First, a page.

Brussels, 18 March 2010
Direct Taxation: Commission requests that Belgium, France, Greece, the Netherlands and Portugal change discriminatory rules
The Commission has today sent requests to Belgium, France, Greece, the Netherlands and Portugal to change various rules related to direct taxation which are disproportionate and/or discriminatory and infringe upon the fundamental freedoms set out in the Treaty of the Functioning of the EU (TFEU). The requests were sent in the form of Reasoned Opinions, the second step in the infringement procedure (Art. 258 TFEU). If there is no satisfactory reaction from the Member States in question within 2 months, the Commission may decide to refer the relevant matter to the Court of Justice.
Belgian rules on tax relief for pension savings
The Commission has formally requested that Belgium change an income tax rule which only allows tax relief to pension savings paid to Belgian institutions and, for collective pension savings, only if they are invested in Belgian funds. Belgium claims that these restrictions are necessary to safeguard the security of monies invested by the pension savers. However, Belgium could instead use the Mutual Assistance Directive (77/799/EC) as a basis for checking the information provided by foreign providers or funds. Moreover, insured savings are covered by the Third Life Insurance Directive (2002/83/EC). Therefore, the Commission considers the Belgian measures to be disproportionate and an infringement on the freedom to provide services and the freedom of capital movement.
Belgian requirement for fiscal representatives
The Commission has formally requested that Belgium change a tax provision which requires operators of foreign securities lending systems to appoint a fiscal representative in Belgium. According to the Commission, this requirement goes against the freedom to provide services, in line with Commission vs Belgium Case C-522/04 of 5 July 2007. As a legitimate alternative to the requirement in question, Belgium could use the Mutual Assistance Directive 77/799 to ensure the provision of information by operators of foreign securities lending systems. In fact, Belgium would not even have to rely on this Directive, but could directly ask the foreign provider for any information, as is done with domestic providers.
French discriminatory taxation of foreign pension and investment funds
The Commission has formally requested that France change its tax rules which discriminate against foreign pension and investment funds. Under these rules, dividends paid to foreign pension and investment funds (outbound dividends) are taxed more heavily than dividends paid to domestic pension and investment funds (domestic dividends). A withholding tax of 25% is levied on dividends paid to pension and investment funds in other Member States or EEA countries (this rate may be reduced by bilateral tax treaties), but no withholding or other tax is levied on domestic funds. The Commission considers this to infringe the free movement of capital, as set out in the Treaty of the Functioning of the EU (TFEU) and the EEA Agreement.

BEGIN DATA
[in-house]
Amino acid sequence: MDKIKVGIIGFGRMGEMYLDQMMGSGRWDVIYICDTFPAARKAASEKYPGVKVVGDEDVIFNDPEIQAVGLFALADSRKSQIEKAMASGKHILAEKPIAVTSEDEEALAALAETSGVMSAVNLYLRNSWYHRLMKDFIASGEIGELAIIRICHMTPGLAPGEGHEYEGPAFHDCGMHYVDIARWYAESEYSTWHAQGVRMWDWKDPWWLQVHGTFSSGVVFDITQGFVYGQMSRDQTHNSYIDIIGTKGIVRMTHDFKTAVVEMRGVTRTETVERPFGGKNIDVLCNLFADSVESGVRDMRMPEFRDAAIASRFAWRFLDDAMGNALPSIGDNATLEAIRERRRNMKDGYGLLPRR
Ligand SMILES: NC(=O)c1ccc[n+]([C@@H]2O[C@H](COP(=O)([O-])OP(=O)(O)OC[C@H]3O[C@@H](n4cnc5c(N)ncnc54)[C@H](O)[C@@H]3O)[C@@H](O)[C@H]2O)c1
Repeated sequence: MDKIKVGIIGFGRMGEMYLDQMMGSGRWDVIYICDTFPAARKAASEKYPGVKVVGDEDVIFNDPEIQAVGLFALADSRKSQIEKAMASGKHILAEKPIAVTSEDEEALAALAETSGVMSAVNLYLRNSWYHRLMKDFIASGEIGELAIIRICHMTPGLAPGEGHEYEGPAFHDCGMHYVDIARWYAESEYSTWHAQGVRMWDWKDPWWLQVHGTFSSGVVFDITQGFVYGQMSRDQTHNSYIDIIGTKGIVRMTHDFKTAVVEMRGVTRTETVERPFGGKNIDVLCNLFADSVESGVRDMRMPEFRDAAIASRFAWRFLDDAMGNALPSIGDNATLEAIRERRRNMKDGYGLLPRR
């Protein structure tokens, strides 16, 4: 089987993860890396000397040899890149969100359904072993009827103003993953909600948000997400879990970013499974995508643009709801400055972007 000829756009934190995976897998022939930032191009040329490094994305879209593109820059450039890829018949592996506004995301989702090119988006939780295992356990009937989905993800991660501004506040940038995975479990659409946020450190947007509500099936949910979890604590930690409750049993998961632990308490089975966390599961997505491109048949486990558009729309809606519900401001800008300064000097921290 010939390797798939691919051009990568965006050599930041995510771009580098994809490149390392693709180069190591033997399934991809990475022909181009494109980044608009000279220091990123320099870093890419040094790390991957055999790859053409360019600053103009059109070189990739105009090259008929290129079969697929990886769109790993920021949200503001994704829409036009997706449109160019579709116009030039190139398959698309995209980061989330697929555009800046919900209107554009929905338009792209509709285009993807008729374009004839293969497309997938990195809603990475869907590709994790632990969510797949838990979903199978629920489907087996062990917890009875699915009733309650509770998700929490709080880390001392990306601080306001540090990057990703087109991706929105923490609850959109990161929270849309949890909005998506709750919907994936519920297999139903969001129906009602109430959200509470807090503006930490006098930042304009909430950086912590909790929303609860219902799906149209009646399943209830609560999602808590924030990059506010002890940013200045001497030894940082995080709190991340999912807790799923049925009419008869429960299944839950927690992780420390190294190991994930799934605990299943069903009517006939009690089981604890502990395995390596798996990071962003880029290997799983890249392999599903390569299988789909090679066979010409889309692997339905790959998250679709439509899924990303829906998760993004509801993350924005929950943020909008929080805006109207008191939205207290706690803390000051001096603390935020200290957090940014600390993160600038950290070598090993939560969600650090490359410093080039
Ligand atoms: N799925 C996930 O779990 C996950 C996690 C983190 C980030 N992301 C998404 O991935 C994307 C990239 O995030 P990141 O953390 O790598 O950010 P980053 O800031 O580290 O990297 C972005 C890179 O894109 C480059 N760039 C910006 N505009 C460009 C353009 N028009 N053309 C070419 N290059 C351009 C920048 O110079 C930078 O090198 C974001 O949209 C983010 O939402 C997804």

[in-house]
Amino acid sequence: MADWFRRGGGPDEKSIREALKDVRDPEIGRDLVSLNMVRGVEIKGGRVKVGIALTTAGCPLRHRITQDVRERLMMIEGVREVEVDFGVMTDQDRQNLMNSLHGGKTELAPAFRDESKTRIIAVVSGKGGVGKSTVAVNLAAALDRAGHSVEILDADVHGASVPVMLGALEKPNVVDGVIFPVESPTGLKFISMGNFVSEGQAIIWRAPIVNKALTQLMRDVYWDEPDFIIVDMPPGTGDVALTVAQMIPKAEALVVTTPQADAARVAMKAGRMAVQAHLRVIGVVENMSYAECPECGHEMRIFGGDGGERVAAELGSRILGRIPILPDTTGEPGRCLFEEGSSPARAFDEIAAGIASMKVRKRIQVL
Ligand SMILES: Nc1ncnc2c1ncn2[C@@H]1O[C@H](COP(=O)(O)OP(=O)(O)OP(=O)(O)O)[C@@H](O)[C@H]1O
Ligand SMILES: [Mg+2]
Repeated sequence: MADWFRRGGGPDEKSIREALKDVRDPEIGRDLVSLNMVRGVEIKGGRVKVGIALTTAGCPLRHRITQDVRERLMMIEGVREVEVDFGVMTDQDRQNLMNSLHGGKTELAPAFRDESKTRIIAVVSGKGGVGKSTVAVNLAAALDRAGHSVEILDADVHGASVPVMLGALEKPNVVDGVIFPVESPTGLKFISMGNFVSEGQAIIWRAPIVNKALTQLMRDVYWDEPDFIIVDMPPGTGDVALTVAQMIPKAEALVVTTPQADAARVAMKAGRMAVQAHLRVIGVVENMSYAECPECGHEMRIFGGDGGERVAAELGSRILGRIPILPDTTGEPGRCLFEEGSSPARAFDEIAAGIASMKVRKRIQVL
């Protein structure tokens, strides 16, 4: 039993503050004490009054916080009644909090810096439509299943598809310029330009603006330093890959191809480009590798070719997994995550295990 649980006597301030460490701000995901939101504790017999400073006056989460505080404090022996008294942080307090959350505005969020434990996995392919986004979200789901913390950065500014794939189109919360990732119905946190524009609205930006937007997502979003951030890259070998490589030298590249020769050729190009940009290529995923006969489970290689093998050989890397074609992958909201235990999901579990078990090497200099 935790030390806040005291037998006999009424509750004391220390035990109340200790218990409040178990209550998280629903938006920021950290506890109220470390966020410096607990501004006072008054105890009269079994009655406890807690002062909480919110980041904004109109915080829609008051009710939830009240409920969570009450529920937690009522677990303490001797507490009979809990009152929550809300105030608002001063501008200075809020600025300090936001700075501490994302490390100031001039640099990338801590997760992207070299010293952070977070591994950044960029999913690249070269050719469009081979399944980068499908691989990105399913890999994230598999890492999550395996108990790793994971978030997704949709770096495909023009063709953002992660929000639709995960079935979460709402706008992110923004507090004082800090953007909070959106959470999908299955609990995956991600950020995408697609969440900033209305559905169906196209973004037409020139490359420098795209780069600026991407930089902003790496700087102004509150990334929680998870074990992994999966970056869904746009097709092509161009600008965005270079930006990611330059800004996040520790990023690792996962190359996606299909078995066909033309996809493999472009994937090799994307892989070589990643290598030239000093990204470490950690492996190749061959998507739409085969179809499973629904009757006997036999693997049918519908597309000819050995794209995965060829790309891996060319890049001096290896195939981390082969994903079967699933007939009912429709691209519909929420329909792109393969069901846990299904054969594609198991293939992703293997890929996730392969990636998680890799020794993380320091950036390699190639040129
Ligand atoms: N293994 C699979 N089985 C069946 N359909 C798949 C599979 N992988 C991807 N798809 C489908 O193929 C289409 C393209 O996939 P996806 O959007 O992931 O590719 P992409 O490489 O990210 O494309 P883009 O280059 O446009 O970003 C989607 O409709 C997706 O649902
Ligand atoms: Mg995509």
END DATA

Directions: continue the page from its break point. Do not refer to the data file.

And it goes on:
Portuguese discriminatory taxation of non-resident taxpayers
The European Commission has requested that Portugal amend its tax rules for non-resident taxpayers. Non-residents are in certain cases taxed on a gross base and according to flat rates, while residents are taxed on a net base (i.e. they have the right to deduct certain costs) and are taxed according to progressive rates. These differences in treatment may result in a less favourable tax treatment of non-residents than of resident taxpayers, which is contrary to the freedom to provide services and the free movement of capital.
Dutch law on donations, gifts and inheritances to foreign charities
The Commission has formally requested the Netherlands to change its rule that gifts, donations and inheritances to Dutch and foreign charities can only qualify for tax relief if the charities have registered themselves with the Dutch tax authorities. The Commission considers that this is unnecessarily restrictive, since it does not allow for the possibility of tax relief in case the foreign charity has not registered itself in the Netherlands. Nothing prevents the Dutch tax authorities from requiring the taxpayer to prove that the conditions for tax relief have been met. The Commission therefore considers the Dutch rule to be contrary to the free movement of capital.
Greek medical services
The European Commission has formally requested Greece to change its legislation on the tax deduction of medical expenses incurred in another Member State. Under Greek rules, the deduction is only possible if relevant receipts issued by foreign doctors or hospitals are authenticated by a Greek Consul. If there is no Greek Consul in the other Member State, the authentication may be done by the relevant local authority. No such requirement exists for receipts issued by Greek hospitals and/or doctors.
The difference in treatment between medical expenses incurred in Greece or in another Member State, and in particular the administrative burden caused by authentication by a Greek Consul, may deter Greek residents from exercising their right to receive medical services in another Member State, and therefore constitutes an obstacle to the freedom to provide services.
New: For more detailed information on each of the cases above, see: